Every Monday we post a reading/writing-related question for our followers, and at the end of the month, one lucky commenter is selected to choose a title from our Vault. Whatever we have available: ARCs, signed books, awesome new releases... OR the monthly winner may select any one book to be ordered for him/her from the Book Depository

(To enter, follow YA Confidential and make sure your email address is linked to your comment in some way. We'll need to get in touch with you if you win.)
 

 Today's Question: Summer time also means grilling and picnics and fresh fruits (for those of us who live in the frozen north). What are some of your favorite fictional foods?


Alexandra - Every single candy described in Harry Potter. They have some pretty good approximations at Universal Studios, but I want to try the real, magical versions!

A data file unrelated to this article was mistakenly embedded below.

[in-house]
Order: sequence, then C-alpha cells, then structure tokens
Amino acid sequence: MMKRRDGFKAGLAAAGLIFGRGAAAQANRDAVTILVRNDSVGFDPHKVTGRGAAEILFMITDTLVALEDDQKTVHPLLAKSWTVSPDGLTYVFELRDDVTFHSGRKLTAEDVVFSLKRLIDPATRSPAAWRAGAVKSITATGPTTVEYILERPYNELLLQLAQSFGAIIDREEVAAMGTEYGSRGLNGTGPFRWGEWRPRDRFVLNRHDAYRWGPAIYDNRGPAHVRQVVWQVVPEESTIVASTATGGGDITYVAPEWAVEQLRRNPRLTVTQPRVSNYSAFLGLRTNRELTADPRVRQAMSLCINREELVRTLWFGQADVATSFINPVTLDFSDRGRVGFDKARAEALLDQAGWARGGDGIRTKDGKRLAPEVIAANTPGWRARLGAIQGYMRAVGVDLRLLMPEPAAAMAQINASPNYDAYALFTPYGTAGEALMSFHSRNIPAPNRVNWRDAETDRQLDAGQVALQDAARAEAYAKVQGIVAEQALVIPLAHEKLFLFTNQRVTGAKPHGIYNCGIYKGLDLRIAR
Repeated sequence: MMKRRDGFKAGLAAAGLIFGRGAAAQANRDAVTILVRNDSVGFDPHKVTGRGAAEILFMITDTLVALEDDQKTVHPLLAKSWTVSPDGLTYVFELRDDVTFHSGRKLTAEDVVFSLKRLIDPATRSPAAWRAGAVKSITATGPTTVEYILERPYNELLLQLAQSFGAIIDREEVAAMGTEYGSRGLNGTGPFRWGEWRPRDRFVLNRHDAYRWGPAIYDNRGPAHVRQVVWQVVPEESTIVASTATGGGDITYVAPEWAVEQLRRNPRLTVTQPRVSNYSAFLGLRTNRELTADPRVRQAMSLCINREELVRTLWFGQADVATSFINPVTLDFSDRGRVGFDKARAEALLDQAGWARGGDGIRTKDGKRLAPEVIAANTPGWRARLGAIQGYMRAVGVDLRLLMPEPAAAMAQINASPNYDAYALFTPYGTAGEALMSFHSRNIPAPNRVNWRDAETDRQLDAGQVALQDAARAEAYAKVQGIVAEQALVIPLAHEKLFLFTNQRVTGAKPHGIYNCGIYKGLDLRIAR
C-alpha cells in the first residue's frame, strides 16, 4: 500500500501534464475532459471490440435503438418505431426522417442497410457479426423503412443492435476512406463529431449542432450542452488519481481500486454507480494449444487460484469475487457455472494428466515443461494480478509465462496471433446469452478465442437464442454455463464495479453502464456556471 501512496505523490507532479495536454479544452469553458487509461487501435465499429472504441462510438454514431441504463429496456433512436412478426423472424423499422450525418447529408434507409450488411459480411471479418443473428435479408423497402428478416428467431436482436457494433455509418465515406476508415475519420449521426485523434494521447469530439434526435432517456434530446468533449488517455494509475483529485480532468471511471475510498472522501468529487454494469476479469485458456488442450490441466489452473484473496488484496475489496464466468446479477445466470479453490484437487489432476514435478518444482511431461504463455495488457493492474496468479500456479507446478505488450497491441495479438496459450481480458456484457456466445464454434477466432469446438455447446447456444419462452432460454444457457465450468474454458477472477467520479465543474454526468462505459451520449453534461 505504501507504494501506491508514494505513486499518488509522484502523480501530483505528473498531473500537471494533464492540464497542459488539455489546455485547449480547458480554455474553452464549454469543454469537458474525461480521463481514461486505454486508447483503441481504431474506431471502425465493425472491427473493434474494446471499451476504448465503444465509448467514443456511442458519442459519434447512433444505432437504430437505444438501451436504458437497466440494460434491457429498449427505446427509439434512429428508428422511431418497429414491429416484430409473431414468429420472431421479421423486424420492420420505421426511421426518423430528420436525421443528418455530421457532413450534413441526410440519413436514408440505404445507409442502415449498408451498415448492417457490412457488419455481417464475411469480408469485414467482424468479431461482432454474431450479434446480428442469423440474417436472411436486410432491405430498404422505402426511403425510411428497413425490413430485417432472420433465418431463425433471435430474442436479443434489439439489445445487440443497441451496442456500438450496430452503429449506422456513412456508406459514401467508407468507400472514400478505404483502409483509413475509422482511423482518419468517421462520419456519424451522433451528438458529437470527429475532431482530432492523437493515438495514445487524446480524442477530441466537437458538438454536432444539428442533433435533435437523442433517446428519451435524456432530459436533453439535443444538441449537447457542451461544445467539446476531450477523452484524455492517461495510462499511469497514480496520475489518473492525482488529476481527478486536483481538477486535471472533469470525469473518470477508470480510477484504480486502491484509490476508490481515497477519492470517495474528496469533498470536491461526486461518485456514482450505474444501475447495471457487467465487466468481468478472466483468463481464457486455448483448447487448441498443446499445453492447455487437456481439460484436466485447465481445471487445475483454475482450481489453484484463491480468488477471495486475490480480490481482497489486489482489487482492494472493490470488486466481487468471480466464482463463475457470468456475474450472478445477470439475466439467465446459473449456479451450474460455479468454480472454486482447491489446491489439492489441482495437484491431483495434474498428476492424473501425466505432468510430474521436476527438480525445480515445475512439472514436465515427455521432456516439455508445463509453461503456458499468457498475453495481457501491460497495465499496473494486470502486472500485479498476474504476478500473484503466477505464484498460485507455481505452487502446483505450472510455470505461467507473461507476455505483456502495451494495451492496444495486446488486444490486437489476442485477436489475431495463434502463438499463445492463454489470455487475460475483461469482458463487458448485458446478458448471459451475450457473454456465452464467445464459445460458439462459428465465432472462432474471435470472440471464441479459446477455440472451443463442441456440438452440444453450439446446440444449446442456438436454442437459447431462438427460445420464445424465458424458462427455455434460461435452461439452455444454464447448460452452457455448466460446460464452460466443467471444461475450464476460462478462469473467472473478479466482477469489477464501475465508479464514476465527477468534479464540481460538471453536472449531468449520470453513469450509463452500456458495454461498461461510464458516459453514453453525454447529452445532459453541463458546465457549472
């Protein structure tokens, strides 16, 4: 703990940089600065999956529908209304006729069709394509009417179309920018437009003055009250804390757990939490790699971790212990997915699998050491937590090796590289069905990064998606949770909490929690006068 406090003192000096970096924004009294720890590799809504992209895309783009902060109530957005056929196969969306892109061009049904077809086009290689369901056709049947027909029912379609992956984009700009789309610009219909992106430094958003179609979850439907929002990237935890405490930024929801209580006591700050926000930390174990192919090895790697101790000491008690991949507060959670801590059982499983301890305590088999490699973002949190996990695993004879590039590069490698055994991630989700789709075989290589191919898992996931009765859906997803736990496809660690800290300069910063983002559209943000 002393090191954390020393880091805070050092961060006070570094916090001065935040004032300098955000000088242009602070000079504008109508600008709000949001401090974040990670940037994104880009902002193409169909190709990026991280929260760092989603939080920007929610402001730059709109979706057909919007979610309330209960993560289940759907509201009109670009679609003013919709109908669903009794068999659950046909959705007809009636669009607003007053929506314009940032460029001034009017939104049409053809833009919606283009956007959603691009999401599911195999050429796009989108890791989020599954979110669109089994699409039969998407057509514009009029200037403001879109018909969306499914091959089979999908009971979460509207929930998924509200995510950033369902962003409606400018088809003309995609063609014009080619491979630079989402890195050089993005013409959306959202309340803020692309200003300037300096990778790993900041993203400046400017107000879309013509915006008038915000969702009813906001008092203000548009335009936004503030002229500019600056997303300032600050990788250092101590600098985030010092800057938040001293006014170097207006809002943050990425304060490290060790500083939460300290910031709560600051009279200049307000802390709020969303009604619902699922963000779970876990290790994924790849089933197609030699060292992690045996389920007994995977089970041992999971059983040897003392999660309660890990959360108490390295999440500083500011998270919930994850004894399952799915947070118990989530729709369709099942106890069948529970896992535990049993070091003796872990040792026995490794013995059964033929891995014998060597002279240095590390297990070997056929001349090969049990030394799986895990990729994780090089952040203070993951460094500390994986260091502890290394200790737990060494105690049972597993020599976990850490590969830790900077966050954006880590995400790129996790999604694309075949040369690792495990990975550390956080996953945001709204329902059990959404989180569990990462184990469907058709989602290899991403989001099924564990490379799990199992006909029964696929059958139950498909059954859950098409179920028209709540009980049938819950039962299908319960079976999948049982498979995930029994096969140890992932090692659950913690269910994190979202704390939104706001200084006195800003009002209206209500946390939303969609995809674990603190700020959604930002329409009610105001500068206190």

Matt - Pretty much everything in ASoIaF sounds great. Check out http://www.innatthecrossroads.com/

Tracey - I’ve always wanted to try to make the November cakes from THE SCORPIO RACES. (Author Maggie Stiefvater has created a recipe, which you can find here.) 
 
 
Katy - Butterbeer! Yum! And even though gelato isn’t fictional, I recently read Kristin Rae’s WISH YOU WERE ITALIAN and it made me crave gelato like nobody’s business. 
 

Leigh - Anything chocolate works for me! Haha!!! Although I have always wanted to try Turkish Delight~


Jaime - The food in the HARRY POTTER books springs readily to mind, but I know it’s already been mentioned. (Pumpkin pasties and butterbeer both sounded SO yummy!) I remember thinking that the food in the Capitol in THE HUNGER GAMES and CATCHING FIRE sounded really good too.